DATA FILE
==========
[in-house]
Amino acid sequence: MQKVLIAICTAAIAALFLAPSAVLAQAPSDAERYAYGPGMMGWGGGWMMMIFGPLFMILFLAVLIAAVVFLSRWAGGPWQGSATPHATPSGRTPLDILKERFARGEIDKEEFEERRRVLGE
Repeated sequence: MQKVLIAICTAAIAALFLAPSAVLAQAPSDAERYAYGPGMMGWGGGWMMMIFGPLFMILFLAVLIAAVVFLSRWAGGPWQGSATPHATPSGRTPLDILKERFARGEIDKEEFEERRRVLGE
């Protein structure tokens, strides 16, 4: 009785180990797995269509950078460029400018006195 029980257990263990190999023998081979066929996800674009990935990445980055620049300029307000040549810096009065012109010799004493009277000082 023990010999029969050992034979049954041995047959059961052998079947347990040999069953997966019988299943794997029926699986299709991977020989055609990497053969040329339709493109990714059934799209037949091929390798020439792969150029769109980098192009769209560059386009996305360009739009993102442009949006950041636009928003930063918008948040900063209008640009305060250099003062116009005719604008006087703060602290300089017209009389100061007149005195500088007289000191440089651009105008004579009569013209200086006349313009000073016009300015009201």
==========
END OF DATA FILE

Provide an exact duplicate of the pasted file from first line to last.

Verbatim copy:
[in-house]
Amino acid sequence: MQKVLIAICTAAIAALFLAPSAVLAQAPSDAERYAYGPGMMGWGGGWMMMIFGPLFMILFLAVLIAAVVFLSRWAGGPWQGSATPHATPSGRTPLDILKERFARGEIDKEEFEERRRVLGE
Repeated sequence: MQKVLIAICTAAIAALFLAPSAVLAQAPSDAERYAYGPGMMGWGGGWMMMIFGPLFMILFLAVLIAAVVFLSRWAGGPWQGSATPHATPSGRTPLDILKERFARGEIDKEEFEERRRVLGE
């Protein structure tokens, strides 16, 4: 009785180990797995269509950078460029400018006195 029980257990263990190999023998081979066929996800674009990935990445980055620049300029307000040549810096009065012109010799004493009277000082 023990010999029969050992034979049954041995047959059961052998079947347990040999069953997966019988299943794997029926699986299709991977020989055609990497053969040329339709493109990714059934799209037949091929390798020439792969150029769109980098192009769209560059386009996305360009739009993102442009949006950041636009928003930063918008948040900063209008640009305060250099003062116009005719604008006087703060602290300089017209009389100061007149005195500088007289000191440089651009105008004579009569013209200086006349313009000073016009300015009201």